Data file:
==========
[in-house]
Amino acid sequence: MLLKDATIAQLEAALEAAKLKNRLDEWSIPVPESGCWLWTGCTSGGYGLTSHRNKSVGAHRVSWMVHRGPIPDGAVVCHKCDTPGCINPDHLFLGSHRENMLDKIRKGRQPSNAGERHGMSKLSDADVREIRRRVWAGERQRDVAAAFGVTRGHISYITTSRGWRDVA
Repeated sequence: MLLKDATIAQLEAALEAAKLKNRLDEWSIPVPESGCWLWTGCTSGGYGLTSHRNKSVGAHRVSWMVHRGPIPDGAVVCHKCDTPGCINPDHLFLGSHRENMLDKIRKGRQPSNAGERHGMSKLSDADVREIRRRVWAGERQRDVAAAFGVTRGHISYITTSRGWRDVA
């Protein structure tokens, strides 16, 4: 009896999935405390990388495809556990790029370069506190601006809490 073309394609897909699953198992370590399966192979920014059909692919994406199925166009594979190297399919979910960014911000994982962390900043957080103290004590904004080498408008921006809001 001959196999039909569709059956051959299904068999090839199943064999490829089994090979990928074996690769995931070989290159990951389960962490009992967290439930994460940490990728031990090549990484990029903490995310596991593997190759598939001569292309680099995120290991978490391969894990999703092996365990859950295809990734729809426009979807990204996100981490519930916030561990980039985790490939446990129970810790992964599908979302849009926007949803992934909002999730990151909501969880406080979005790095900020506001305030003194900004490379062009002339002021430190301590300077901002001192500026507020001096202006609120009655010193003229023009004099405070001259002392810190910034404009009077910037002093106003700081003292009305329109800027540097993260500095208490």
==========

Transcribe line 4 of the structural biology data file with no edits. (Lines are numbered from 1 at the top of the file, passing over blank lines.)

């Protein structure tokens, strides 16, 4: 009896999935405390990388495809556990790029370069506190601006809490 073309394609897909699953198992370590399966192979920014059909692919994406199925166009594979190297399919979910960014911000994982962390900043957080103290004590904004080498408008921006809001 001959196999039909569709059956051959299904068999090839199943064999490829089994090979990928074996690769995931070989290159990951389960962490009992967290439930994460940490990728031990090549990484990029903490995310596991593997190759598939001569292309680099995120290991978490391969894990999703092996365990859950295809990734729809426009979807990204996100981490519930916030561990980039985790490939446990129970810790992964599908979302849009926007949803992934909002999730990151909501969880406080979005790095900020506001305030003194900004490379062009002339002021430190301590300077901002001192500026507020001096202006609120009655010193003229023009004099405070001259002392810190910034404009009077910037002093106003700081003292009305329109800027540097993260500095208490």